Online backup hacks such as the infamous iCloud celebrity hacking have opened up many concerns about cloud security. Hacking is a cybercrime and anyone who uses the internet can be a victim.
When the ill-fated incident happens to you, where do you put the blame: on yourself or on your online backup provider?
Accepting Your Responsibility
There is a personal violation when your account is hacked. This is regardless if the damage done was an isolated event or a system-wide breach. It’s a human reaction to get mad. After all, it’s an invasion of your privacy and a break of your trust. But you also have to assess the situation and retrace your steps to see if you failed on your responsibility to be vigilant in protecting your files.
It’s important that you read the fine print on your online backup account. Most of the time, people dismiss the “Terms and Conditions” of products or services offered online. And when something unfortunate happens, they belatedly learn that it’s in the agreement that the vendor will not be responsible for any security breach.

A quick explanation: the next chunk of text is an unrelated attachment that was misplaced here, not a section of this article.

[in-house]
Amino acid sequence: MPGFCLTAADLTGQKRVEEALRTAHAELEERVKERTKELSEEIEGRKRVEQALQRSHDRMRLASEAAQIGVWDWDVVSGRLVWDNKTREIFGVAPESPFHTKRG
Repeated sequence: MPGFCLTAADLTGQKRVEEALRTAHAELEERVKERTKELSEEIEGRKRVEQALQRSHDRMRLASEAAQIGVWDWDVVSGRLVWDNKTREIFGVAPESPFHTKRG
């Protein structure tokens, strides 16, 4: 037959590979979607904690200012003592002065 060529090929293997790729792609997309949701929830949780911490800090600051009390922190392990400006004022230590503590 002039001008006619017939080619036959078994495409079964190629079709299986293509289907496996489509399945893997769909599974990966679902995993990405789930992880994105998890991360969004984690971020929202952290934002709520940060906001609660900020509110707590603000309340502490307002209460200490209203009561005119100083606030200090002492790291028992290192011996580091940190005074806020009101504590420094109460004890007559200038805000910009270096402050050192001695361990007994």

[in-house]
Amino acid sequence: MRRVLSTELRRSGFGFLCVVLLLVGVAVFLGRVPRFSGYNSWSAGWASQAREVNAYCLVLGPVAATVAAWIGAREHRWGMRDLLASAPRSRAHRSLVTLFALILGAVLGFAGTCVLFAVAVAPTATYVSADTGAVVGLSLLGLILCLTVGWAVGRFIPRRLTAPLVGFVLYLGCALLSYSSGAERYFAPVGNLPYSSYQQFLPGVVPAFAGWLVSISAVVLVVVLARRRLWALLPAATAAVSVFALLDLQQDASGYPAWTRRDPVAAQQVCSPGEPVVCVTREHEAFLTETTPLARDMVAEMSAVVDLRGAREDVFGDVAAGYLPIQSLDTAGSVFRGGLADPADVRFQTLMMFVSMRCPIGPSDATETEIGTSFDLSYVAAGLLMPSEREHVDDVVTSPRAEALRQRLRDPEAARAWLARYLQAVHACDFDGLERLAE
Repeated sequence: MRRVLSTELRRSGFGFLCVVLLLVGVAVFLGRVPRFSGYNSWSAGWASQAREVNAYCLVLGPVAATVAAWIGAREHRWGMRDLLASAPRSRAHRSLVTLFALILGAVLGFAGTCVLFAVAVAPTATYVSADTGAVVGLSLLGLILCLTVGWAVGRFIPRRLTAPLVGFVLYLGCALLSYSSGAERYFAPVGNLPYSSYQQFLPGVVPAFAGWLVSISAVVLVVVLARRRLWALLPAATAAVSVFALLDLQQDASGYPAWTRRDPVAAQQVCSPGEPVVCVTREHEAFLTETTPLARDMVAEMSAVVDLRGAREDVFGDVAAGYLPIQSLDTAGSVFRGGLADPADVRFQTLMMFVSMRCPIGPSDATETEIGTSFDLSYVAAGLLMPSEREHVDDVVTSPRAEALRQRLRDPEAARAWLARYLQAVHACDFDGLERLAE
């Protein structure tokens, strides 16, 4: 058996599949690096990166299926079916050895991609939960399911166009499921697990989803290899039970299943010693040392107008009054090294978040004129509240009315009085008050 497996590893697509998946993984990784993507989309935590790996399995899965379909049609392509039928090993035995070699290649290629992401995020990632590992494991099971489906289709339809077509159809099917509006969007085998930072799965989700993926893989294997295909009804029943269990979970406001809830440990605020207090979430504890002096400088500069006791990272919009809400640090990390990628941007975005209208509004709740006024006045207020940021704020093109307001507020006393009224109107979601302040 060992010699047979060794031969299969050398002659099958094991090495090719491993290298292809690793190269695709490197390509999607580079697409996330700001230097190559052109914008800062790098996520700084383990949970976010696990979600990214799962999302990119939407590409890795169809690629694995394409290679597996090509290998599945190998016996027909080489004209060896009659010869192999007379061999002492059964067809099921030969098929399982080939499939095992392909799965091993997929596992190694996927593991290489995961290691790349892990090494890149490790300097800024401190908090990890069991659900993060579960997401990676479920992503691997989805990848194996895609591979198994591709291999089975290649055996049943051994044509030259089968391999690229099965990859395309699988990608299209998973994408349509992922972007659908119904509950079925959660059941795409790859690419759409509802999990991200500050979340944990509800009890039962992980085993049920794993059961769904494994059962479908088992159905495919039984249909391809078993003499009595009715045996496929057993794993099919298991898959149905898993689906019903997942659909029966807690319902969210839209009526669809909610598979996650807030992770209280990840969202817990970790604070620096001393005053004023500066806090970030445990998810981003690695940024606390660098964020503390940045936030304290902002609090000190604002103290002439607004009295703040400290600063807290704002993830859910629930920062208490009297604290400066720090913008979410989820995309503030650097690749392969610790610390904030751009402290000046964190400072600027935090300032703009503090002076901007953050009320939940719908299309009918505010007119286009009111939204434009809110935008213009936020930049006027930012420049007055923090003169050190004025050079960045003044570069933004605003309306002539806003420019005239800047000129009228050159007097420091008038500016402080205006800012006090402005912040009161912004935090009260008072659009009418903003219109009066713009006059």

Also, on an individual level, it’s your responsibility to protect your device against hackers. There are numerous security products you can get for free to ensure the safety of your computer or tablet. Through these security products, you can guarantee that no invasion happens when you’re using your cloud account.
Expounding your Cloud Provider’s Obligation
When your online backup account gets hacked, your backup provider isn’t 100 percent faultless. At the very least, the vendor has the obligation to investigate the breach. Your cloud vendor must also identify the weak part of their system where the invasion originated. Paying for damages may happen, depending on their agreement with you. If needed, ask for legal assistance so you’ll know what to expect from your vendor and how to proceed after an attack.
No one is blameless when a hack happens. But you and your cloud provider can take extra precaution to prevent this from happening.